This exemplifies the eternol ittings of
things.
And now they want to send & A. Burke
to Congress to fill the late Judge Baha's
unexpired term. If the Messenger had
the power, he'd go there in double quick
time.
When, on a mientaast of $k, the
capitalist demands as big lntereston Ave
times that amount, then just so long
will there be strikes.
The School Brd sbould, at once, ap
point a parish superintendent. one with
tact, judgment and beek-bonesufMleiently
str-o to make things hum.
Bickeringa, jealouslee, want of eiv e
pride,are some of the reamnms why this
town progress craw-bsh like. Thisstate
u.met appears harsh, but it is the solid
truth.
The election for Jugde of the Nine
teenth District, held Thurdlay in St Ms
ry sad Terrebonne, resulted in the return
of Hon. A C. Allen by 68 majorily. The
vote In detail is :
St Mary -Allen 22, Winhebeter 1061,
Gibson 50.
Terrelbone - Allen 5OS. Wiachester
166"' Gibson o81.
It appears there s some little talk to
set up Judge "Billy" Houato fill the
vacancy in the seesed .uiegmesnial
district. eing JiUmmys (of unasery
reputation) brother is suficient to euase
decent men to fight sy of him. For
that misfortane. shoull he have the
eourage sad gall to stand, he will hb
overwhelmlagly elected to stay at
home.
By dint f pemsaes Diegeas Par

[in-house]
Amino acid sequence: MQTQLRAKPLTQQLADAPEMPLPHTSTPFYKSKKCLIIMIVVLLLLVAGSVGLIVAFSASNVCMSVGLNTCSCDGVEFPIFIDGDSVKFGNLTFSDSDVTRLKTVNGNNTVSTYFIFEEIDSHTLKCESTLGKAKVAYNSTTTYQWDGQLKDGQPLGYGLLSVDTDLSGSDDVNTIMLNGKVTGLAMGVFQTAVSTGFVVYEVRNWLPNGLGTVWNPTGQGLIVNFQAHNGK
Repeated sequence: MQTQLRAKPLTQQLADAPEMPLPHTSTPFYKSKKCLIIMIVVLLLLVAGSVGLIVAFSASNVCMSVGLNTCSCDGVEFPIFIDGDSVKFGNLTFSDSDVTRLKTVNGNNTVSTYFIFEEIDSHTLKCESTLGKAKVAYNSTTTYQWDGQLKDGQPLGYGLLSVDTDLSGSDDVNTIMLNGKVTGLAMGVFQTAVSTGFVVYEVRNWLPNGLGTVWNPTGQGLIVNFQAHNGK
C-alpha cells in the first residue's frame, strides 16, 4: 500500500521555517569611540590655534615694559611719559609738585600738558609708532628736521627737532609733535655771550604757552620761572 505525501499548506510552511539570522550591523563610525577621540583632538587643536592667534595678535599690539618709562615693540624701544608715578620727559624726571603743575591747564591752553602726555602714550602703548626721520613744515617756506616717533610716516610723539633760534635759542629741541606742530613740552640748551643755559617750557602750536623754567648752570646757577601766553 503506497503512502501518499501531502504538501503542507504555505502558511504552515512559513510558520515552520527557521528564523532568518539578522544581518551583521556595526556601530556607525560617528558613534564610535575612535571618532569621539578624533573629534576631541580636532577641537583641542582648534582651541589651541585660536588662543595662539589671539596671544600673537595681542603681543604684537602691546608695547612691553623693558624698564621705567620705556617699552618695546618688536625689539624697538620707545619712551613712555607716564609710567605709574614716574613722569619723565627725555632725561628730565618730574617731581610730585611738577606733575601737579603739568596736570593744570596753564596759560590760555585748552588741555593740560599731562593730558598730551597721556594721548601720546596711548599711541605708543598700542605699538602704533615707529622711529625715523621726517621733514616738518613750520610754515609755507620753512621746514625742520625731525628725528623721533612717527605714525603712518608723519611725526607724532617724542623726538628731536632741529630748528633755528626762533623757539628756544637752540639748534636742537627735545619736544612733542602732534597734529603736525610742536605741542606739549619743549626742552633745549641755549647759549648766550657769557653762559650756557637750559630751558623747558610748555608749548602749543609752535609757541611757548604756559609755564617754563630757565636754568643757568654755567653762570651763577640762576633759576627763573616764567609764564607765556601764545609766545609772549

ker (editor Playme) has diseaered
the" mm fsr est Gomeerref iselaa.
Cunningham is his name-and by the
graee of Mcinery's rends at present
AttorneyGeneral of the State. Well to
se the expressive language of another :
They'll have a hell of a timn n gettlag
there." And as mote It be.
Over in Miseipp they have abolished
theIb s law, and an able ecotemporary
hopesthat our next legislature will do
likewise. We hope not; for, f it is done
there will be a famine in this parish.
Fully three=.ourtheof our small planters
depend po thelecal merehant for the
necessities of life, hoene, magine their
plight if the merchant should refine
thenm advances.
Breux Bridge Items.
Da-After prstrate illnes o' one
year, Miss Louisa Patio, daughter of Ar
cade Patin d Blis Guidry, at the age
of S2 years.
Our streets are being worked over un
der the umperintendence of our eielient
townsman N. Blaise.
The bad weather we have been expe
riemsengt tf s ls few dsys, is the
ause of binaem eltnl wry dull
The planters in our .rrensedings -
to berather late in their wrks, i w~r
sarprissd to see som Aelds witheet my .
plow work at all.
Dr. I. P. G mben is the elpman in
this perish, so far as we. knew, who
thinks it pays to raise "blooded stock."
That his efforts in this diseton will to
amply reanmerate is er fervent wish.

xml | txt